Just a guy made of dots and lines

Tag Archives: Beyond Coincidence

This past Sunday, September 23, I was in Taichung with my wife, niece, and nephew, and as is our habit, we stopped by Mollie Used Books after dinner. I picked up several books, including Beyond Coincidence by Martin Plimmer and Brian King. After we’d finished at the bookstore, the others wanted to look around Sogo Department Store, a prospect which interested me not at all, so I volunteered to wait outside on a bench and watch everyone’s bags so they could shop unencumbered. Wouldn’t I be bored? “Don’t worry,” I said. “I’ve got a whole bag of books right here.” I sat down on the bench and opened up Beyond Coincidence.

I’ve never spent much time hanging around outside Sogo, so I was unaware that every hour on the hour the big clock over the front door disgorges a bunch of tiny clockwork musicians and plays “It’s a Small World After All.”

It did this at 8:00, while I was sitting there reading Beyond Coincidence — a book which has not one but two chapters called “It’s a Small World,” plus two more called “It’s a Too Small World” and “It’s a Small Multi-dimensional Universe,” respectively. I hadn’t yet reached any of those chapters when the clock did its thing, but I had already glanced at the table of contents and knew that I was reading a book that was positively packed with small worlds — so it was weird when I noticed what song was playing.


The next day I was again reading Beyond Coincidence. One of the coincidences reported in the book had to do with Richard Parker, a cabin boy who survived a shipwreck along with three of his shipmates. The other three survivors ended up killing Parker and eating him. The coincidence is that, nearly 50 years before this, Edgar Allan Poe had written a story about four shipwrecked men, one of whom — a cabin boy named Richard Parker — was killed and eaten by the others.

As I read this, I thought, “Richard Parker — hey, wasn’t that the name of the tiger in Life of Pi? So that’s where the name came from.”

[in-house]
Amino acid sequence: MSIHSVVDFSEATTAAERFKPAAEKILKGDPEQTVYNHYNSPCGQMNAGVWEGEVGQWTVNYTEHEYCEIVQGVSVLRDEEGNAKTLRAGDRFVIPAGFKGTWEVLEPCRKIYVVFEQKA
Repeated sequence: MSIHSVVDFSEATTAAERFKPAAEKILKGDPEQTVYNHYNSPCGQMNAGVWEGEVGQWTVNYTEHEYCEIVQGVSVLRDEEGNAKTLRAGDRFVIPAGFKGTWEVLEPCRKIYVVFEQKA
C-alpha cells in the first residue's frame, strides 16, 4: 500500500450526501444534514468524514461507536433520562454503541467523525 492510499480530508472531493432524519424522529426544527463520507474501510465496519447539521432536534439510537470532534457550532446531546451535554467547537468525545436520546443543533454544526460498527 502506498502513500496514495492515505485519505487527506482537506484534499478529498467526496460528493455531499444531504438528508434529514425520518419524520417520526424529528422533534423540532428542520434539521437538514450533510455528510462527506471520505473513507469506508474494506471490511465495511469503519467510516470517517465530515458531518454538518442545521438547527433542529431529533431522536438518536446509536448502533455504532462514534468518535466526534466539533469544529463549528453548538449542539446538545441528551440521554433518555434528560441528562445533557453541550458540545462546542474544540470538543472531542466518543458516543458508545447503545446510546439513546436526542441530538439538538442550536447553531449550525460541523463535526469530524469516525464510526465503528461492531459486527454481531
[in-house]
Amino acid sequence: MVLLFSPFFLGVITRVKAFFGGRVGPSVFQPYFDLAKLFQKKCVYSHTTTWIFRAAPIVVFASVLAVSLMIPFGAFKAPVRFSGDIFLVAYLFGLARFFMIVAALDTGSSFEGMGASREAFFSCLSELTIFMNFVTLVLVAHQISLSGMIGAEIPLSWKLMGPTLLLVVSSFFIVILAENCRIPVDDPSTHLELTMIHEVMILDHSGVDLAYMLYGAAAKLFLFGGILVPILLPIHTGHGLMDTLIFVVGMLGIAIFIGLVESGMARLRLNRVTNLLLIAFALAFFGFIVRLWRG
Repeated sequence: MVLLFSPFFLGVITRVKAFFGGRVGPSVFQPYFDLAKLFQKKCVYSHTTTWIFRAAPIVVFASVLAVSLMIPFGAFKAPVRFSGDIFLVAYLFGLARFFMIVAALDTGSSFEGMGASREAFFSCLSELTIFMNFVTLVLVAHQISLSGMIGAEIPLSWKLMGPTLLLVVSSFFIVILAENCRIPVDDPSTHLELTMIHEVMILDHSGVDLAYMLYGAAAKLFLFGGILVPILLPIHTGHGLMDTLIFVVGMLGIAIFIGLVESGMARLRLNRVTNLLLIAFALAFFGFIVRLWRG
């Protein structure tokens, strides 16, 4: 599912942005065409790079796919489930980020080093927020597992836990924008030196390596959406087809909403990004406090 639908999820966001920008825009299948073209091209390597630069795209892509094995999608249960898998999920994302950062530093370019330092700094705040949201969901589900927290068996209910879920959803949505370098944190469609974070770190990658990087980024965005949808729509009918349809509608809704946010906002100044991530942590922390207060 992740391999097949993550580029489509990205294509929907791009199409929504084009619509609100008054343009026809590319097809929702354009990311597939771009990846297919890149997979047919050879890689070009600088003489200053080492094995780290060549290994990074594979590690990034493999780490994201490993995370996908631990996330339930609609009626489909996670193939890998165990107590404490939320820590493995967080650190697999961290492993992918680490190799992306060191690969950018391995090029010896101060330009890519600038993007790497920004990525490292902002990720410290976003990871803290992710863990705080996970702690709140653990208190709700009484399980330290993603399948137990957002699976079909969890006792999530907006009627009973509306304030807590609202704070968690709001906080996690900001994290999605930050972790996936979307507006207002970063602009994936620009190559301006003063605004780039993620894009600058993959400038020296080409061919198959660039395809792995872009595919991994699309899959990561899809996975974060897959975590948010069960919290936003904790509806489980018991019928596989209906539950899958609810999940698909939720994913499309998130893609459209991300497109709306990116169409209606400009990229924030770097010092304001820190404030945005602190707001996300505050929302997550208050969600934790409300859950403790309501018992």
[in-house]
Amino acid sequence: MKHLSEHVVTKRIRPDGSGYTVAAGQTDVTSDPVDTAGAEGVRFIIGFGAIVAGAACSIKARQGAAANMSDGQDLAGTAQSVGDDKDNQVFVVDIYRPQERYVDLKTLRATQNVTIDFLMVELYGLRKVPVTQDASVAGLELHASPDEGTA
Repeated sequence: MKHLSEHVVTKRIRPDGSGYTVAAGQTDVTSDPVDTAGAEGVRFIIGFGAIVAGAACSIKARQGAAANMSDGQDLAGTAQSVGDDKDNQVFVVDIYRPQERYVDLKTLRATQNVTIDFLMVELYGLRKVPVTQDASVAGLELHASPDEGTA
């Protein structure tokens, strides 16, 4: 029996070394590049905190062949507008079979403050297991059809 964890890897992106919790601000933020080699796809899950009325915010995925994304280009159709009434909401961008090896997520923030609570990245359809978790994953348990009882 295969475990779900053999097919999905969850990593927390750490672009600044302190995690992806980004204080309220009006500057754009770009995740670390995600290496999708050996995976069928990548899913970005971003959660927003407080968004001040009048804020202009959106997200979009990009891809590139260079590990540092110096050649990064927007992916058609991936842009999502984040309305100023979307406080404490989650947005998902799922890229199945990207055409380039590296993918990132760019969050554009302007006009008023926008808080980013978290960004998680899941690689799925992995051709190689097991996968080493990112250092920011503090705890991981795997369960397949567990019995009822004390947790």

The day after that (today, Tuesday the 25th), I was online and checked the Wikipedia page for Life of Pi just to confirm that I had remembered correctly and that the tiger’s name was in fact Richard Parker. It was, and the article mentioned that Martel had gotten the name from the Poe story. I also glanced at the “Reception” section of the Wikipedia article and read that President Obama had written to the author to praise the novel as “an elegant proof of God.”


This evening I was washing some dishes in the kitchen and letting my mind wander. I thought about how I hadn’t posted anything on my blog for a while, and how I was in the middle of a series of posts about proofs of God. That made me think of the President’s comment, and I thought, jokingly, “Hey, I can add that to my list of proofs.” I started to imagine how I could reduce the novel to a series of numbered points: “A boy survives for months on a lifeboat with a tiger … he meets some meerkats … therefore there is a God!”

In the middle of this train of thought I stepped into the living room to see what my wife was up to, and saw that she was watching TV — something about meerkats. Then a tiger appeared on the screen, then a zebra swimming, then an Indian boy in a boat, and suddenly I realized what I was watching! This was the first I had seen or heard of a Life of Pi film in the works (though I should have noticed the disambiguation notice at the top of the Wikipedia article), and I saw it just as I happened to be thinking about the novel — a novel I hadn’t read or thought about in a good six years.


Update: When I clicked “publish” for this post, I got, as usual, a screen from WordPress telling me I had successfully published the post and giving me a random quote. Here’s a partial screenshot:

That’s right. The quote is: “The best time for planning a book is while you’re doing the dishes,” from Agatha Christie. This for a post in which I describe thinking about a book while washing the dishes.

Quoting Agatha Christie is another coincidence, since Beyond Coincidence begins with an epigraph from the same author: